- All new Defender tour opens at Solihull plant to celebrate one of the world's most iconic vehicles.
- Includes innovative new visitor attraction replicating an original 1948 production line.
- Over 20,000 visitors expected before UK production ends this year.
Land Rover has re-created history by building an authentic replica of the production line used to manufacture its first 4x4 in 1948. The 'Defender Celebration Line' re-creates in detail how the first Series I Land Rover was built at the Solihull manufacturing plant just after the Second World War.
The new visitor attraction, which opened to the public today, forms part of a new Defender tour and showcases replica models in various stages of production, each one meticulously built using identical parts and in precisely the same way as the original Series I.
The display gives an insight into life on a car production line in the late 1940's using original tools and a draftsmen's drawing board where visitors are also asked to wear authentic overalls known as 'cow gowns.' The attraction boasts an area dedicated to telling the story of the creation of the original Series I by Land Rover founder Maurice Wilks using previously unseen video footage provided by his family.
The Celebration Line is located in the heart of the Defender production line which is housed inside one of the original production buildings at Jaguar Land Rover's Solihull factory. The opening of the attraction marks the start of a year of celebration as the Defender enters its final year of production in the UK.
Jaguar Land Rover Heritage Director, John Edwards, says the heritage line will take visitors back to the beginning of the world's most famous 4x4 manufacturer. He said: "Land Rover has a rich heritage based around the Series I and Defender models, and we wanted to create something extra special that would give visitors and enthusiasts a unique insight into how it all started back in 1948.
"It has been a huge task to recreate a production line from almost 70 years ago, from sourcing original parts for the Series I models, to authentically re-creating the working environment and uniform of employees who were here. The team involved has been meticulous in their research, planning and creation of what is a fitting tribute to the legendary heritage of Land Rover."
The company turned to one of the world's leading Land Rover enthusiasts and restorers and curator of the famous Dunsfold Collection of historic Land Rovers, Phil Bashall, to help create the vehicles for the production line. Phil built his first Series I Land Rover at the age of 13, but admitted he was shocked when Land Rover told him of plans to build a full replica 1948 production line.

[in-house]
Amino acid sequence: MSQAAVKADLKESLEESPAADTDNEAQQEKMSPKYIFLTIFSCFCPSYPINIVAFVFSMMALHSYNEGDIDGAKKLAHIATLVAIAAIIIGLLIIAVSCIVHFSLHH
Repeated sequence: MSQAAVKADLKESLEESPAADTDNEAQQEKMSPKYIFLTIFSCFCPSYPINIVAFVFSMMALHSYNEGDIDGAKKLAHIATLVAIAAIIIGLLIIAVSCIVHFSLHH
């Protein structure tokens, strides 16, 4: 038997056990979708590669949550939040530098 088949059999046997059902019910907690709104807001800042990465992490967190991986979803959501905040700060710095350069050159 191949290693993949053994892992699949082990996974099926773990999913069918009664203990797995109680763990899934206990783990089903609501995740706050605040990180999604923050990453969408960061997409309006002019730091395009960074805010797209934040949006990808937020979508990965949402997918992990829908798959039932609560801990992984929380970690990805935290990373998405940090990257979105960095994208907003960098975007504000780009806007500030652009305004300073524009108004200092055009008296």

Phil admitted: "It's been a struggle at times, but a real labour of love to source all of the original parts needed for vehicles that stopped production so many years ago."
Phil had a large number of the 'nuts and bolts' he needed tucked away in his own 'Aladdin's Cave' of Land Rover parts – he has amassed over 8,000 original parts but it was still a long and painstaking search to find all the brakes, clutches, gaskets and pedals required for the exhibit. He enlisted the help of skilled craftsmen and the Land Rover Series I Club to build a replica chassis for the Series I models, along with some of the aluminium bodywork for the vehicles.
Once Phil had collected all of the parts over a period of months, it took him and his mechanic five weeks to build the five Series I models. His guiding light in the challenge and the man who co-ordinated the Celebration Line project is Roger Crathorne. Roger, known simply as 'Mr Land Rover', was born in Solihull and joined Land Rover as an apprentice in 1963. He retired last year having completed more than 50 years' service.
For Roger, seeing the completed exhibit line is a dream come true and the perfect illustration of what makes Land Rover unique in the world of motoring. He said: "No other car maker in the world has anything as authentic and with such meticulous attention to detail as our heritage line. It has taken months of searching and dedication to put this project together, but it has been worth it."
The new Defender factory tour lasts approximately three hours. The tour begins at the beginning of the production process – the body shop. Here bodies are manufactured prior to being shipped to paint. The tour then continues in final assembly where visitors can see the engine and gearbox lowered onto the chassis and watch as the labour intensive process of assembling the painted body panels begins.
Today, the tour welcomed its very first visitors, the Writtle family from South Gloucestershire [pictured}. They said: "We are huge enthusiasts of this iconic vehicle and own 11 between us. It feels like we have won the lottery as we have secured one of the few Limited Edition Heritage vehicles from the recently announced Celebration Series.
"We were amazed how little the Defender manufacturing process has changed in the last six decades with individual craftsmanship still at the heart of each vehicle produced. We also witnessed Jaguar Land Rover's rigorous quality control processes, including testing in the monsoon chamber where vehicles are subjected to 343 high-pressure water jets for 14 minutes to ensure there are no water leaks."
Today, 450 people are employed on the Defender production line, including a family who has seen three generations dedicate themselves to the manufacture of these iconic vehicles.
Tours cost £45 per person. To arrange a visit to the home of the Land Rover legend during its final year of UK production call 0121 700 4619.